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A DGSE site in Domme, Périgord (Ph. Luc Viatour)

Frenchelon is the nickname given to French signal intelligence system in reference to its Anglo-American counterpart ECHELON.[1]


  • History 1
  • Operations 2
  • References 3
  • Further reading 4
  • External links 5


Its existence has never been officially acknowledged by French authorities, although numerous journalists, based on military information have mentioned it, since the European Parliament investigated ECHELON and also its implications in counter-terrorism.


The system is allegedly operated by DGSE, whose Direction Technique (Technical Direction) is responsible for signal intelligence. The largest station is in Domme, near Sarlat in Périgord. Some of the other stations in France are: Alluets-Feucherolles (Alluets-le-Roi), Mutzig (Alsace), Mont Valérien, Plateau d'Albion, Agde, Solenzara (South Corsica), and Filley Barracks in Nice.

A DGSE site near Saint-Christol

There are some other stations in overseas territories and former colonies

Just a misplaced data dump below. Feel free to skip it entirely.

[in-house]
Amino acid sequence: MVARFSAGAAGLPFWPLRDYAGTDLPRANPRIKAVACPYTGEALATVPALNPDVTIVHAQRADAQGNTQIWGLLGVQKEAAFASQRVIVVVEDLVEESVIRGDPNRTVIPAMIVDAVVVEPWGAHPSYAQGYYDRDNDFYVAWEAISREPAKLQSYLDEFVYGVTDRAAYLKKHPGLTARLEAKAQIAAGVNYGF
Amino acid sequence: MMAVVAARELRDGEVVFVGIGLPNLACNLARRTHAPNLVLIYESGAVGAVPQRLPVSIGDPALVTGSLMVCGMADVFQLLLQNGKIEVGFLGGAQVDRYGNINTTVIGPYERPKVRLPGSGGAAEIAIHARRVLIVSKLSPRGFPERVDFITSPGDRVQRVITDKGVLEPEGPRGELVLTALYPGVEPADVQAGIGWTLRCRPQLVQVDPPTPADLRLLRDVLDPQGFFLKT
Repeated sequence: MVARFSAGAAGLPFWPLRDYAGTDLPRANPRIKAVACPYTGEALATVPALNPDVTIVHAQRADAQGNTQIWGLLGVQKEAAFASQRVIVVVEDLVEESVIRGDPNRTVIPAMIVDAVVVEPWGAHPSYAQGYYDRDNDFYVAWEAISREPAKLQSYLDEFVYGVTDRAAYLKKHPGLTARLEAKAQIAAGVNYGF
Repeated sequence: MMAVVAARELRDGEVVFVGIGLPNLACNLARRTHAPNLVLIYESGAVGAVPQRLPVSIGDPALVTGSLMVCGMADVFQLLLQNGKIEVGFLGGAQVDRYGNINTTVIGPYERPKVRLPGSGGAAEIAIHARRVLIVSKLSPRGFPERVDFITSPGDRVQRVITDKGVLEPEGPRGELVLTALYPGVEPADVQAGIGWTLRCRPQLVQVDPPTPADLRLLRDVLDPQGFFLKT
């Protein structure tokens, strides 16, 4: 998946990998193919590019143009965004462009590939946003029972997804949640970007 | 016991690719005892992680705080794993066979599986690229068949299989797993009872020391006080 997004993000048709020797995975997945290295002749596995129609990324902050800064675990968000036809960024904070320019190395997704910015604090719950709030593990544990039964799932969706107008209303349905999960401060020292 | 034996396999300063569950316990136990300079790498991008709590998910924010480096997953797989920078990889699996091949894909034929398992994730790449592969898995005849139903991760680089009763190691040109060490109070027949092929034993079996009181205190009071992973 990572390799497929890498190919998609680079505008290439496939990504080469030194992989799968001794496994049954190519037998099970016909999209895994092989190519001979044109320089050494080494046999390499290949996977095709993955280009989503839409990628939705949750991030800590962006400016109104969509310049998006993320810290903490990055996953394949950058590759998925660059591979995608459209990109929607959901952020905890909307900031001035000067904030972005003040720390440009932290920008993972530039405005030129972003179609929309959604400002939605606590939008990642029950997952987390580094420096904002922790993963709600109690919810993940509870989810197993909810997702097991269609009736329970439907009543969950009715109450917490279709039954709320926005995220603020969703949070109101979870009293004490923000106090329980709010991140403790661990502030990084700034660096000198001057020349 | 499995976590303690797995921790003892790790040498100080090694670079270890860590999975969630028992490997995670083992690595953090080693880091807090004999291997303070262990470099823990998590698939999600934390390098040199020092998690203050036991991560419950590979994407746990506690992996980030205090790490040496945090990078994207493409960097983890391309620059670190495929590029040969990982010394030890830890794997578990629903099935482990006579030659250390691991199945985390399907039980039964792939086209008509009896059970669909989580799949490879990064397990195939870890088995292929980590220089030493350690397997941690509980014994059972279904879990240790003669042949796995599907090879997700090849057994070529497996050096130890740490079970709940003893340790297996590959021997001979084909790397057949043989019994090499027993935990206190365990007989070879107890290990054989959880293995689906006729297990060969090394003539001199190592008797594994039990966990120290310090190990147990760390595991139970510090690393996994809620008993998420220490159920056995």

These stations, in addition to the DGSE headquarters on boulevard Mortier in Paris, intercept electronic communications, decipher using software coded communications of diplomatic, military or industrial origin.

French newspapers recently indicated that DGSE had an interception program on submarine cables, similar to NSA ones. No official data indicates whether this could be a part of FRENCHELON.

It shouldn't be confused with the French Army's official listening system Emeraude,[2] which used to be mistakenly confused with Frenchelon.


  1. ^ "La France se met à l'espionnage" (in French).  
  2. ^ (French) Emeraude : Ensemble mobile d’écoute et de recherche automatique des émissions (Mobile set for listening and automatic searches of emissions)

Further reading

  • Jerome Thorel (June 30, 2000). "Frenchelon - France has nothing to envy in Echelon". ZDNet. 
  • Duncan Campbell; Richard Barry (June 30, 2000). "Frenchelon: First pictures of French listening post". ZDNet. 

External links

  • Press review (in French)
  • French spying (in French)
  • War of information made in France (in French)

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